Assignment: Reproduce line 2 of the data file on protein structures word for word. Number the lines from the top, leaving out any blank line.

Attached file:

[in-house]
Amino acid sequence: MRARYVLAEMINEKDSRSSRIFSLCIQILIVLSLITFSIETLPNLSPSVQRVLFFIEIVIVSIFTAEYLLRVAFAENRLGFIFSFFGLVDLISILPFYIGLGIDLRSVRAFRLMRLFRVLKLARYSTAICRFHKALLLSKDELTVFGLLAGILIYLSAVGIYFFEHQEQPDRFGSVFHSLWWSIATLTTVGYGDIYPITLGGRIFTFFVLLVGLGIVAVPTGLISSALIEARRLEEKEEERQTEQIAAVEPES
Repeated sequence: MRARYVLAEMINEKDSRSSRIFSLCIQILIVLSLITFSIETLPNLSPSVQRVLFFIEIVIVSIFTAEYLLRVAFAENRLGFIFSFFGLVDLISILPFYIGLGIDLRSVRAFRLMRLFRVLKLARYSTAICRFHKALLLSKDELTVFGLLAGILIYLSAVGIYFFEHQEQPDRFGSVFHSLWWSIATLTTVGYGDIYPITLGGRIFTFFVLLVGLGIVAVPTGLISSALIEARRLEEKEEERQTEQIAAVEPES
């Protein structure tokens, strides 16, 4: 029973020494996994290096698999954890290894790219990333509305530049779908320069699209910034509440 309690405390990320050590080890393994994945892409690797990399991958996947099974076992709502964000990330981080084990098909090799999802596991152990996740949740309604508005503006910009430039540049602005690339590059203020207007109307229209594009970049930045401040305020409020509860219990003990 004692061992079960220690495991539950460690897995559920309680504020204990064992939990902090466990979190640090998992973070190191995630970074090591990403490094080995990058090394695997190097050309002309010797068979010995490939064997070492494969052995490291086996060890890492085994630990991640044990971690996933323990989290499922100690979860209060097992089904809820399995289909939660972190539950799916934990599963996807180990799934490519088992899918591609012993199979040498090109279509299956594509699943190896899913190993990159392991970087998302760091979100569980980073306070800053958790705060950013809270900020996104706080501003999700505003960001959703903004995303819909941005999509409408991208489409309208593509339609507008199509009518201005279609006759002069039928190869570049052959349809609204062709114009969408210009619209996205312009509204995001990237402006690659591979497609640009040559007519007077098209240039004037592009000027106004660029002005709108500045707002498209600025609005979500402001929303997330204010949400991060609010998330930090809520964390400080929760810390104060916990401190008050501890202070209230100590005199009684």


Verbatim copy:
Amino acid sequence: MRARYVLAEMINEKDSRSSRIFSLCIQILIVLSLITFSIETLPNLSPSVQRVLFFIEIVIVSIFTAEYLLRVAFAENRLGFIFSFFGLVDLISILPFYIGLGIDLRSVRAFRLMRLFRVLKLARYSTAICRFHKALLLSKDELTVFGLLAGILIYLSAVGIYFFEHQEQPDRFGSVFHSLWWSIATLTTVGYGDIYPITLGGRIFTFFVLLVGLGIVAVPTGLISSALIEARRLEEKEEERQTEQIAAVEPES